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From Annie Fox

May 22, 2013
Wetzel Chronicle

I am a member of the Wetzel County 4-H and FFA Livestock Club. I firmly believe the by-law recently passed within our club allowing the use of non-veterinarian approved or prescribed drugs for the purpose of changing an animal's temperament while in the fair is absolutely crazy. I know I am not the only person in my community or club who feels this way. There are members in our club who do not hold with the idea of using drugs on their animals and will not be doing so; however, there are also the people who suggested this idea and most definitely will be using it to their advantage. I believe this is simply an unsafe idea, because without testing the animals for the presence of drugs, the general public has no way of knowing what that animal has consumed. I am not saying I expect any problem with the slaughtered animal's meat being dangerous to eat, but I do know there is always the possibility. Whether the product used is said to be all-natural or not, you can't know that whatever affected that animal won't affect a human as well.

In another aspect, for the children competing in the show ring, this rule is really not fair. As I said, there will be those who have different morals and will refuse to use drugs in their animals. When those same animals go up against an animal that has been drugged, the odds are highly in favor of the sedated animals because they will be more willing to comply with their showmen. I strongly believe the National 4-H Club and the National FFA Advisors would agree that this is in some ways unethical and not something they would willingly support.

I have been a member of this organization going on five years now, and I truly believe this by-law change may very well cost us support in the community, and that's not something we can afford. We live in a small area and our livestock sale and club functions depend on our community's willingness to support us. I don't think this law will add to that support.

In the end, it all comes down to making this organization beneficial to the children. I don't think we should be allowing children to drug their fair projects and then tell them not to use drugs themselves. To me, that seems like a bit of am mixed message. I would encourage anyone else who feels that drugging our fair exhibits, the same ones that we will be selling at our livestock auction, is wrong, to express your opinion.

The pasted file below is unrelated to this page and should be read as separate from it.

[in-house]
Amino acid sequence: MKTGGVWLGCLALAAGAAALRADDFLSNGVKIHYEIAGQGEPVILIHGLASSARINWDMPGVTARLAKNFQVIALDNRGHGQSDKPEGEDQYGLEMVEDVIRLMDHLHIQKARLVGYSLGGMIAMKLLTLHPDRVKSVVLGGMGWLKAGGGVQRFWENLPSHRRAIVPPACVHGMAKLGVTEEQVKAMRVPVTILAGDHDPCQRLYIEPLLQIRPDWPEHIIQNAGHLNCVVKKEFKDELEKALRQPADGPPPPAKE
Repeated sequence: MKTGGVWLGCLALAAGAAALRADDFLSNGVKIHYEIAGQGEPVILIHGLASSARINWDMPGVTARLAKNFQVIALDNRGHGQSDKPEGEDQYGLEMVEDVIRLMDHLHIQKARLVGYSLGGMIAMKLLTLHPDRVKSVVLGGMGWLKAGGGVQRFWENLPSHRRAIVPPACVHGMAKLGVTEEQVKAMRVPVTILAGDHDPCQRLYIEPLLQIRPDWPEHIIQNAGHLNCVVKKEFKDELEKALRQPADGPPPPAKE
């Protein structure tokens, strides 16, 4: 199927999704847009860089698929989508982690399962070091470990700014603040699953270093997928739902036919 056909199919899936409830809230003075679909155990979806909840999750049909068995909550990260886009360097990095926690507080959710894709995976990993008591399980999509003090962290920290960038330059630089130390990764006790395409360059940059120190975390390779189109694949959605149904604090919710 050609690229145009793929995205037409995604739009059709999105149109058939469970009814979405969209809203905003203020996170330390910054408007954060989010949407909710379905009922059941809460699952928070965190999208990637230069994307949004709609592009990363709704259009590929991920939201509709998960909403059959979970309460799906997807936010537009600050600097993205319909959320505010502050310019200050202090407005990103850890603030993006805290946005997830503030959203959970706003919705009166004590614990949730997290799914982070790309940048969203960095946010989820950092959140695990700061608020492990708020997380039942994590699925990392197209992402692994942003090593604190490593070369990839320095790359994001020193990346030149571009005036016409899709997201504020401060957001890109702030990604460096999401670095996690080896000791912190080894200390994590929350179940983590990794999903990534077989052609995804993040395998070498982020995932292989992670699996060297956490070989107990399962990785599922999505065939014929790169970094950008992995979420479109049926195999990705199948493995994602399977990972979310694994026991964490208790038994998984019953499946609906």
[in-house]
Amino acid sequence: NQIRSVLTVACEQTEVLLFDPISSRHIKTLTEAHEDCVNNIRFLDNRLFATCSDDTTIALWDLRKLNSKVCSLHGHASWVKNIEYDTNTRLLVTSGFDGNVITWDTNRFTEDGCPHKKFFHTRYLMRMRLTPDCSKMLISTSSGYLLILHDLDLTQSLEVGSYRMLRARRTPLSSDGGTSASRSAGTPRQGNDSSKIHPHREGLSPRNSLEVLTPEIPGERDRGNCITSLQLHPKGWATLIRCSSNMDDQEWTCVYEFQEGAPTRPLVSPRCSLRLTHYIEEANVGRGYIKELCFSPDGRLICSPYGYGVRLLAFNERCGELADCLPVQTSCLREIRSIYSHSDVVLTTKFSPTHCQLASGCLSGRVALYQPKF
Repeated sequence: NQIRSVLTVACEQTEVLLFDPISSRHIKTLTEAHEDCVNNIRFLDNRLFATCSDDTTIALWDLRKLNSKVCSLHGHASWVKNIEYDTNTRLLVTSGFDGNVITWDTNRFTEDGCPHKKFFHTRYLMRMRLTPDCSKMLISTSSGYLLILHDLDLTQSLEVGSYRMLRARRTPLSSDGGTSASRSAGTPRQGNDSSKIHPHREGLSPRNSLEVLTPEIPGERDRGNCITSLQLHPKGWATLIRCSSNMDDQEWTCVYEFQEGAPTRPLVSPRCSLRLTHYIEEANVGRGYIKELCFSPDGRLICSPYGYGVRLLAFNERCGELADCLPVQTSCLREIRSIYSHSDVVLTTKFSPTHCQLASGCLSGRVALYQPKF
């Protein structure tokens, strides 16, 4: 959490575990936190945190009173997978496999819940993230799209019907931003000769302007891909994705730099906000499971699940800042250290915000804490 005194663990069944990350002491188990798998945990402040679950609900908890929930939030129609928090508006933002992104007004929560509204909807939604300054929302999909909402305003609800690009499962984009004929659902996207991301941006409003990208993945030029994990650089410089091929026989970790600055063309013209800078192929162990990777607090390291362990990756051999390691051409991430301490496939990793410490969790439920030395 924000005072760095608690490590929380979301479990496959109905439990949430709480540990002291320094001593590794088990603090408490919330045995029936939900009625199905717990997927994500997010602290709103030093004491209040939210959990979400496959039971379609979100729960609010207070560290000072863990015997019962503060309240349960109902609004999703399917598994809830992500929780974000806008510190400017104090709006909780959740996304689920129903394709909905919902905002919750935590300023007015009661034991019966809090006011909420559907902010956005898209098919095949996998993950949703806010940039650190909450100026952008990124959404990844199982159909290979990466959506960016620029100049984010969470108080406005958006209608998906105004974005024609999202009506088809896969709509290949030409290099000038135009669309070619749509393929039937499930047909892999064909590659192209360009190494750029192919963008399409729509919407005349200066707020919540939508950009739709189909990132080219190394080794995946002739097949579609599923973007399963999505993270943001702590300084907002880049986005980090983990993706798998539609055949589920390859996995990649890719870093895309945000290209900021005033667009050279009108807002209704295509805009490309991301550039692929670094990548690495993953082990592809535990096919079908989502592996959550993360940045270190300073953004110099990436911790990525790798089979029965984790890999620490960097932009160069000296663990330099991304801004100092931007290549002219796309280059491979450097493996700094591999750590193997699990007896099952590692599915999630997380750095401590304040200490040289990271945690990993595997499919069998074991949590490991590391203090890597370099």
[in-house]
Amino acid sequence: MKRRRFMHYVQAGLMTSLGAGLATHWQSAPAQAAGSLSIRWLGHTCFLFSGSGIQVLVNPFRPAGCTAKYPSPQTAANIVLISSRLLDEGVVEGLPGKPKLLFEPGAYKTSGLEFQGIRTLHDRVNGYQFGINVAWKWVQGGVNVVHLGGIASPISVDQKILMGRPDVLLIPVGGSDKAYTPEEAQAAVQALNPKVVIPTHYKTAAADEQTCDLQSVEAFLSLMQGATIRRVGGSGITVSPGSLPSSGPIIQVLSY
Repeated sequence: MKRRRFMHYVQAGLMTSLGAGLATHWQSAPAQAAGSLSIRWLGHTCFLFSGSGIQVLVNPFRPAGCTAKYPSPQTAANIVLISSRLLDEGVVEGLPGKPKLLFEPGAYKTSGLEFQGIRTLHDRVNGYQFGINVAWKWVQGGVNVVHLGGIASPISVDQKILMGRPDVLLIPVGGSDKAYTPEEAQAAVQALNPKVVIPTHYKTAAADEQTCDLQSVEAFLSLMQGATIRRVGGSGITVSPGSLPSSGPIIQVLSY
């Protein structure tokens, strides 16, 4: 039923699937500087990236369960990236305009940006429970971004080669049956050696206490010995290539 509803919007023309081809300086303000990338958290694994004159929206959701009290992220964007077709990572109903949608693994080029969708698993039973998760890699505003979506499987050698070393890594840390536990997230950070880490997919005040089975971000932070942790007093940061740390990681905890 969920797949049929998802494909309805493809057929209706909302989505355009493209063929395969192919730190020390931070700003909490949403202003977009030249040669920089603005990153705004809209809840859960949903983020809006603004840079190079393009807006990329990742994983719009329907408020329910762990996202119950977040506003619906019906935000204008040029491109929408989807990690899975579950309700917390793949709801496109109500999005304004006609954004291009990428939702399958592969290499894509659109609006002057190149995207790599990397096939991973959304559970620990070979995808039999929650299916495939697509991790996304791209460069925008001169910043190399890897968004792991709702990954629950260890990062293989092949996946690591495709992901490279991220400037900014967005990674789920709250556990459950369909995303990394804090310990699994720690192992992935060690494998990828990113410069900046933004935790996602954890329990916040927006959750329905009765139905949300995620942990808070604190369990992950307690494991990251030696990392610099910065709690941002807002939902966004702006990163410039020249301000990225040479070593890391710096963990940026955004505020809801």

The bottom line is: We need to do right by the kids, because in the end, isn't that what 4-H and FFA are all about?

Sincerely,

Annie Fox

Littleton

(Editor's note: It looks like the club's decision may not be final. See the related article:

The Wetzel County 4-H and FFA Livestock Club held their monthly meeting on April 30 at 6:30 p.m. at the Wetzel County Center for Children and Families.

Vice President Careva Voight called the meeting to order; the secretary, Eliza Cain, then read the minutes, which were accepted as read.

No financial report was given due to the absence of Treasurer Lisa Sidenstricker.

Under old business, there were approximately 20 hogs weighed in for the fair, and under new business, the spring goat and market lamb weigh-in was scheduled for May 4, 9 a.m. to noon, at the fairgrounds.

The feeder calf weigh-in is set for May 25, and the scales will be brought around to each farm.

Jeff Greathouse moved to rescind the by-law change allowing drug use in the animals during the fair. After some discussion, it was tabled to the next meeting for more investigation on the subject and the feelings of the community.

The Showmanship Committee was chosen and the members discussed varying options for showmanship awards such as belts, buckles, trophies, or crocks.

The next meeting will be May 28, 6:30 p.m. at the Mollohan Center.

 
 
 

 

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